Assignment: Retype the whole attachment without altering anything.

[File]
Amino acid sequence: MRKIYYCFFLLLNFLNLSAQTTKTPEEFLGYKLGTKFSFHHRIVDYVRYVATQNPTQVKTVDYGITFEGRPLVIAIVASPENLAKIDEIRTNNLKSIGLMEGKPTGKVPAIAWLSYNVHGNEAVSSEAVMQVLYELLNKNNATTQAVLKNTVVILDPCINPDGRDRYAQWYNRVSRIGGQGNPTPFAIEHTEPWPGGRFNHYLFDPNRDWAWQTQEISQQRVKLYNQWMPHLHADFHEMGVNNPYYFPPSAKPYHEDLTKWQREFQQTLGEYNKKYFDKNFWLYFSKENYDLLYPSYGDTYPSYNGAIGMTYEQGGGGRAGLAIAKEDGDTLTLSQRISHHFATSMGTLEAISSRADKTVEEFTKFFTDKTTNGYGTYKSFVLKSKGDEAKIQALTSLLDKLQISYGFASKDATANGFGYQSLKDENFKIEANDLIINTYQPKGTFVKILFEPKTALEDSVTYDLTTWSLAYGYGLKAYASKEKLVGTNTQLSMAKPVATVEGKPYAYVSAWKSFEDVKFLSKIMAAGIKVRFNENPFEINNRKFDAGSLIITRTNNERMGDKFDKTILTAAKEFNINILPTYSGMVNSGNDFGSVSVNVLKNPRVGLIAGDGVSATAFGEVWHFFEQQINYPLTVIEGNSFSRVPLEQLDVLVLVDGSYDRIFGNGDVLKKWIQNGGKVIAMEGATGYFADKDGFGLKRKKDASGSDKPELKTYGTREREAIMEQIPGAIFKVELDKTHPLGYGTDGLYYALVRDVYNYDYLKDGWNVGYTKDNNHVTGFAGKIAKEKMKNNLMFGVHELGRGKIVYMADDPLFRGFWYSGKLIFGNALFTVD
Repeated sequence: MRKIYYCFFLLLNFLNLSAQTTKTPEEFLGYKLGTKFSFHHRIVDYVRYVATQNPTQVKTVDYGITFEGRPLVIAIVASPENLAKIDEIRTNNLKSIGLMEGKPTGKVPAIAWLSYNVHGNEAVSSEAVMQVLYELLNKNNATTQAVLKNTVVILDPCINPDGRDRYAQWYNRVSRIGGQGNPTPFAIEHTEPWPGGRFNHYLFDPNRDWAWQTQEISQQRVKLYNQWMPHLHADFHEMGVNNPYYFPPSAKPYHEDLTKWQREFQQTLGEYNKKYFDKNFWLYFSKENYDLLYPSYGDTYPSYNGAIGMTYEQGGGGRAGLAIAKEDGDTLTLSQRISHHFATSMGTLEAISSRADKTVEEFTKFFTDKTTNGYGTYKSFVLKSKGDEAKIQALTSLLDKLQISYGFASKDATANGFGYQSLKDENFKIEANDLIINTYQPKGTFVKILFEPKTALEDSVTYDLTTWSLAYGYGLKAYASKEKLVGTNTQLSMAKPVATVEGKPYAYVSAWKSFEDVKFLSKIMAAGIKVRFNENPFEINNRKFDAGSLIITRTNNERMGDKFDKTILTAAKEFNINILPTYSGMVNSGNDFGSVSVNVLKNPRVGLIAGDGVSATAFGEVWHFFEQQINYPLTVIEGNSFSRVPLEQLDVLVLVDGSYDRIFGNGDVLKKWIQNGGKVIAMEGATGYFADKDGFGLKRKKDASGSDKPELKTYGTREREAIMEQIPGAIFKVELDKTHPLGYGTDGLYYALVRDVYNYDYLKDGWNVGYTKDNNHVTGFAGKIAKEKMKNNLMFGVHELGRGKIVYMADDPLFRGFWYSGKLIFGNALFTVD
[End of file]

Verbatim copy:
Amino acid sequence: MRKIYYCFFLLLNFLNLSAQTTKTPEEFLGYKLGTKFSFHHRIVDYVRYVATQNPTQVKTVDYGITFEGRPLVIAIVASPENLAKIDEIRTNNLKSIGLMEGKPTGKVPAIAWLSYNVHGNEAVSSEAVMQVLYELLNKNNATTQAVLKNTVVILDPCINPDGRDRYAQWYNRVSRIGGQGNPTPFAIEHTEPWPGGRFNHYLFDPNRDWAWQTQEISQQRVKLYNQWMPHLHADFHEMGVNNPYYFPPSAKPYHEDLTKWQREFQQTLGEYNKKYFDKNFWLYFSKENYDLLYPSYGDTYPSYNGAIGMTYEQGGGGRAGLAIAKEDGDTLTLSQRISHHFATSMGTLEAISSRADKTVEEFTKFFTDKTTNGYGTYKSFVLKSKGDEAKIQALTSLLDKLQISYGFASKDATANGFGYQSLKDENFKIEANDLIINTYQPKGTFVKILFEPKTALEDSVTYDLTTWSLAYGYGLKAYASKEKLVGTNTQLSMAKPVATVEGKPYAYVSAWKSFEDVKFLSKIMAAGIKVRFNENPFEINNRKFDAGSLIITRTNNERMGDKFDKTILTAAKEFNINILPTYSGMVNSGNDFGSVSVNVLKNPRVGLIAGDGVSATAFGEVWHFFEQQINYPLTVIEGNSFSRVPLEQLDVLVLVDGSYDRIFGNGDVLKKWIQNGGKVIAMEGATGYFADKDGFGLKRKKDASGSDKPELKTYGTREREAIMEQIPGAIFKVELDKTHPLGYGTDGLYYALVRDVYNYDYLKDGWNVGYTKDNNHVTGFAGKIAKEKMKNNLMFGVHELGRGKIVYMADDPLFRGFWYSGKLIFGNALFTVD
Repeated sequence: MRKIYYCFFLLLNFLNLSAQTTKTPEEFLGYKLGTKFSFHHRIVDYVRYVATQNPTQVKTVDYGITFEGRPLVIAIVASPENLAKIDEIRTNNLKSIGLMEGKPTGKVPAIAWLSYNVHGNEAVSSEAVMQVLYELLNKNNATTQAVLKNTVVILDPCINPDGRDRYAQWYNRVSRIGGQGNPTPFAIEHTEPWPGGRFNHYLFDPNRDWAWQTQEISQQRVKLYNQWMPHLHADFHEMGVNNPYYFPPSAKPYHEDLTKWQREFQQTLGEYNKKYFDKNFWLYFSKENYDLLYPSYGDTYPSYNGAIGMTYEQGGGGRAGLAIAKEDGDTLTLSQRISHHFATSMGTLEAISSRADKTVEEFTKFFTDKTTNGYGTYKSFVLKSKGDEAKIQALTSLLDKLQISYGFASKDATANGFGYQSLKDENFKIEANDLIINTYQPKGTFVKILFEPKTALEDSVTYDLTTWSLAYGYGLKAYASKEKLVGTNTQLSMAKPVATVEGKPYAYVSAWKSFEDVKFLSKIMAAGIKVRFNENPFEINNRKFDAGSLIITRTNNERMGDKFDKTILTAAKEFNINILPTYSGMVNSGNDFGSVSVNVLKNPRVGLIAGDGVSATAFGEVWHFFEQQINYPLTVIEGNSFSRVPLEQLDVLVLVDGSYDRIFGNGDVLKKWIQNGGKVIAMEGATGYFADKDGFGLKRKKDASGSDKPELKTYGTREREAIMEQIPGAIFKVELDKTHPLGYGTDGLYYALVRDVYNYDYLKDGWNVGYTKDNNHVTGFAGKIAKEKMKNNLMFGVHELGRGKIVYMADDPLFRGFWYSGKLIFGNALFTVD